Ancient Monuments

History on the Ground

This site is entirely user-supported. See how you can help.

Bowl barrow 650m ESE of Jerry's Pond, forming part of a round barrow cemetery south east of Bostal Hill

A Scheduled Monument in Alciston, East Sussex

Approximate Location Map
Large Map »
Street or Overhead View
Contributor Photos »

If Google Street View is available, the image is from the best available vantage point looking, if possible, towards the location of the monument. Where it is not available, the satellite view is shown instead.

Coordinates

Latitude: 50.8194 / 50°49'9"N

Longitude: 0.1291 / 0°7'44"E

OS Eastings: 550073.456551

OS Northings: 104367.564259

OS Grid: TQ500043

Mapcode National: GBR LS4.HH4

Mapcode Global: FRA C65X.S5Q

Entry Name: Bowl barrow 650m ESE of Jerry's Pond, forming part of a round barrow cemetery south east of Bostal Hill

Scheduled Date: 10 July 1996

Source: Historic England

Source ID: 1014649

English Heritage Legacy ID: 27047

County: East Sussex

Civil Parish: Alciston

Traditional County: Sussex

Lieutenancy Area (Ceremonial County): East Sussex

Church of England Parish: Selmeston St Mary with Alciston

Church of England Diocese: Chichester

Details

The monument includes a bowl barrow which forms part of a prehistoric round
barrow cemetery of seven barrows situated along a ridge of the Sussex Downs.
This location enjoys extensive views of the Channel coast to the south and the
Weald to the north. The barrow has a roughly circular, uneven mound c.9m in
diameter and surviving to a height of c.0.4m, surrounded by a ditch from which
material used to construct the barrow was excavated. This has become infilled
over the years, but survives as a buried feature c.2m wide.

MAP EXTRACT
The site of the monument is shown on the attached map extract.
It includes a 2 metre boundary around the archaeological features,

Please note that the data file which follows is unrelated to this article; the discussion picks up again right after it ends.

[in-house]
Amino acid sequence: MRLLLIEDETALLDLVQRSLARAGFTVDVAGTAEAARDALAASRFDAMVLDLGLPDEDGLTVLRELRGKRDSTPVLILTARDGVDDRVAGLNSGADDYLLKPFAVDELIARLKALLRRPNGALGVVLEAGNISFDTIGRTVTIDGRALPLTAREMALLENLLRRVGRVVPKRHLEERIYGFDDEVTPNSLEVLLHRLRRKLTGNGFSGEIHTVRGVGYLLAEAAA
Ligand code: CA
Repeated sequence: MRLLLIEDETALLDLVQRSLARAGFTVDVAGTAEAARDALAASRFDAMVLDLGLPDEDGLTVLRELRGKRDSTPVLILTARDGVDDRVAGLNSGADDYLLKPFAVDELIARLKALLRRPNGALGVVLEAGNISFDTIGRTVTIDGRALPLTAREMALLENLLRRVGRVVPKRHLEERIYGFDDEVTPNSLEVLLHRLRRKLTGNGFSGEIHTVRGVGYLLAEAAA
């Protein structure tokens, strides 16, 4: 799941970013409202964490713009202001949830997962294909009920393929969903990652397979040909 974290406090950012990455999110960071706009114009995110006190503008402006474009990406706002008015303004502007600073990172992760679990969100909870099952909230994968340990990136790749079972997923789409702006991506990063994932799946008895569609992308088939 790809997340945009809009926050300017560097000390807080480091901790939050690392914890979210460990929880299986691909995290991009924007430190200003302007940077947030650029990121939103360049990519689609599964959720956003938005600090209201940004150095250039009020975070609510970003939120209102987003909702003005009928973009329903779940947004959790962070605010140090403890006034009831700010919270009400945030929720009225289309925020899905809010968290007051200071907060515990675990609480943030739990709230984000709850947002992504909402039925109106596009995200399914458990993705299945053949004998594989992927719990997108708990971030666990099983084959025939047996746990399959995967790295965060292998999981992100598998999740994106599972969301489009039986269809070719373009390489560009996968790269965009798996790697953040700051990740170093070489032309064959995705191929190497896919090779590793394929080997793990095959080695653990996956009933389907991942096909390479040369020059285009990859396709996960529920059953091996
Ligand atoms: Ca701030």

considered to be essential for the monument's support and preservation.

Source: Historic England

Reasons for Scheduling

Round barrow cemeteries date to the Bronze Age (c.2000-700 BC). They comprise
closely-spaced groups of up to 30 round barrows - rubble or earthen mounds
covering single or multiple burials. Most cemeteries developed over a
considerable period of time, often many centuries, and in some cases acted as
a focus for burials as late as the early medieval period. They exhibit
considerable diversity of burial rite, plan and form, frequently including
several different types of round barrow, occasionally associated with earlier
long barrows. Where large scale investigation has been undertaken around them,
contemporary or later "flat" burials between the barrow mounds have often been
revealed. Round barrow cemeteries occur across most of lowland Britain, with a
marked concentration in Wessex. In some cases, they are clustered around other
important contemporary monuments such as henges. Often occupying prominent
locations, they are a major historic element in the modern landscape, whilst
their diversity and their longevity as a monument type provide important
information on the variety of beliefs and social organisation amongst early
prehistoric communities. They are particularly representative of their period
and a substantial proportion of surviving or partly-surviving examples are
considered worthy of protection.

Bowl barrows are the most numerous form of round barrow and date from the Late
Neolithic period to the Late Bronze Age. Most examples were constructed in the
period 2400-1500 BC. They occur across most of lowland Britain and, although
superficially similar in appearance, exhibit regional variations of form and a
diversity of burial practices.
The bowl barrow 650m ESE of Jerry's Pond survives comparatively well and will
contain archaeological and environmental evidence relating to the period in
which it was constructed and used.

Source: Historic England

Sources

Other
source 2, RCHME, TQ 50 SW 7, (1934)

Source: Historic England

Other nearby scheduled monuments

AncientMonuments.uk is an independent online resource and is not associated with any government department. All government data published here is used under licence. Please do not contact AncientMonuments.uk for any queries related to any individual ancient or schedued monument, planning permission related to scheduled monuments or the scheduling process itself.

AncientMonuments.uk is a Good Stuff website.